Coin portraying Hercules from Oria, Roman age, the most ancient Iapygian city.

The Iapyges (Greek: Ἰάπυγες) or Iapygians were an Indo-European people who inhabited the heel of Italy (modern Apulia) before being absorbed by the Romans.


The Iapyges have unknown[1][2] origins but could have been an Illyrian tribe.[3]

They spoke the Messapian language since the Messapians themselves were the southernmost tribe of the Iapyges. Their other tribes included the Dauni and the Peucetii.[4]

The name Iapyges is derived from Greek authors, who linked the tribe's origin to Daedalus's son Iapyx. They were called Apuli, Salentini (or Sallentini) and Calabri by Roman authors. Iapygians were akin to the Oenotrians, an ancient Italic people who lived in the territory of Basilicata and Northern Calabria.

The genetive forms, -aihi- and -ihi- corresponding to the Sanskrit -asya- and the Greek -oio- , appear to indicate that the dialect belongs to the Indo-European family. Other indications, such as the use of the aspirated consonants and the avoiding of the letters m and t as terminal sounds, show that the Iapygian dialect was essentially different from the Italian one and corresponds in some respects to the Greek dialects.

The supposition of an especially close affinity between the Iapygian nation and the Hellenes finds further support in the frequent occurrence of the names of Greek divinities in the inscriptions and the surprising facility with which the people became Hellenized, presenting a striking contrast to the shyness in the respect of the other Italian Nations. Apulia, which in the time of Timaeus (400) was still described as a barbarous land, had in the sixth century become a province thoroughly Greek, although no direct colonization from Greece had taken place.

The character of the Iapygian people, little capable of resistance, easily merging into other nationalities, agrees well with the hypothesis, to which their geographical position adds probability, that they were the oldest immigrants or the historical autochthones of Italy.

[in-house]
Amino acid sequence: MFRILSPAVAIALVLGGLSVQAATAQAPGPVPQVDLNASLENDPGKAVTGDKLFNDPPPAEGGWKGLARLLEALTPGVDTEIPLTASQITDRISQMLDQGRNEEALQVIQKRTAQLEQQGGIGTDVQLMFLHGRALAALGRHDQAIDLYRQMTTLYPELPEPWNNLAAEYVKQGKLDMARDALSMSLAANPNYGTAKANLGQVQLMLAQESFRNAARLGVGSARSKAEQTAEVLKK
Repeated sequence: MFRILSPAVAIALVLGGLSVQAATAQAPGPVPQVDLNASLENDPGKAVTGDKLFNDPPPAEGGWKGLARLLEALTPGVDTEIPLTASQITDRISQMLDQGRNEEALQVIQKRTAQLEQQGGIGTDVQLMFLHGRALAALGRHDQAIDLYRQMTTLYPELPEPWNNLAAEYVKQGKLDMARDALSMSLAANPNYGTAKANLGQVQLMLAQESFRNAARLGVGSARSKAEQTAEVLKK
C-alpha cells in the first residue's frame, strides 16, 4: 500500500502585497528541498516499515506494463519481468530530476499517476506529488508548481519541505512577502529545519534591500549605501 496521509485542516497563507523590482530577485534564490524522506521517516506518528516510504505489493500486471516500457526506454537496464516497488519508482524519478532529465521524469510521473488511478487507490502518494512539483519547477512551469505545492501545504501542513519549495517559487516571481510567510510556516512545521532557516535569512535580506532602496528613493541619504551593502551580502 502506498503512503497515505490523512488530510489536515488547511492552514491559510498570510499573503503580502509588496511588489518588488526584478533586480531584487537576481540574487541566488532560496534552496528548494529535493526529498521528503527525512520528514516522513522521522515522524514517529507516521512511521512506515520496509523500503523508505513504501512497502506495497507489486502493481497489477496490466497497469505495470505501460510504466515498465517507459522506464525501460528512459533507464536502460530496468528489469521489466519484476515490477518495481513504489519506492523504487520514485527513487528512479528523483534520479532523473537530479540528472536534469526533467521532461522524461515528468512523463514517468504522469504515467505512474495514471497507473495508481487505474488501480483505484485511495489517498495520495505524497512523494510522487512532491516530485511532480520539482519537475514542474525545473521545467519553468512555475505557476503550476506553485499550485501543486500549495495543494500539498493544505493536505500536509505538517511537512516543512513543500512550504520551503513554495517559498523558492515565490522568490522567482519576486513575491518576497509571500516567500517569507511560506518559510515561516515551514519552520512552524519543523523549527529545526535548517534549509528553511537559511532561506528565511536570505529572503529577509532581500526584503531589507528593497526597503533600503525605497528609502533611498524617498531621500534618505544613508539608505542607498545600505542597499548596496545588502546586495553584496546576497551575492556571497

Punic Wars

The Iapygians are mentioned by Polybius as having provided Socii troops for Rome's armies in the wars against Carthage.

See also


  1. Outline of Universal History, Volume 1 by George Park Fisher, 2009, page 232, "... now Calabria, and in Apulia, there was another people, the Iapygians, whose origin is not certain, but who were not so far removed..."
  2. The student's atlas of classical geography, consisting of fifteen maps, constructed and engraved by Edward Weller ... and descriptive letterpress by Leonhard Schmitz, Michigan Historical Reprint Series, 2005, page 14, "In the south-eastern peninsula we meet with the Iapygians, of unknown origin: Central Italy contained a great number of tribes..."
  3. Talbert, Richard J. A. Atlas of Classical History. Routledge, 1985, ISBN 0-415-03463-9, p. 85. "...from Illyrians, known as Iapyges, who settled first in the heel of Italy and then spread north..."
  4. Peck, Harry Thurston. Harpers Dictionary of Classical Antiquities. New York: Harper and Brothers, 1898, "Apulia". "A district which included, in its widest signification, the whole of the southeast of Italy from the river Frento to the promontory Iapygium. In its narrower sense it was the country east of Samnium, on both sides of the Aufidus, the Daunia and Peucetia of the Greeks; the southeast part was called Calabria by the Romans. The Greeks gave the name of Daunia to the north part of the country from the Frento to the Aufidus, of Peucetia to the country from the Aufidus to Tarentum and Brundusium, and of Iapygia or Messapia to the whole of the remaining southern part; though they sometimes included under Iapygia all Apulia in its widest meaning. The country was very fertile, especially in the neighbourhood of Tarentum, and the mountains afforded excellent pasturage. The population was of a mixed nature: they were for the most part of Illyrian origin, and are said to have settled in the country under the guidance of Iapyx, Daunius, and Peucetius, three sons of an Illyrian king, Lycaon. Subsequently many towns were founded by Greek colonists. The Apulians joined the Samnites against the Romans, and became subject to the latter on the conquest of the Samnites."
  5. Mommsen, Theodor (1885). The History of Rome. Leipzig: Reimer & Hirsel, Leipzig.
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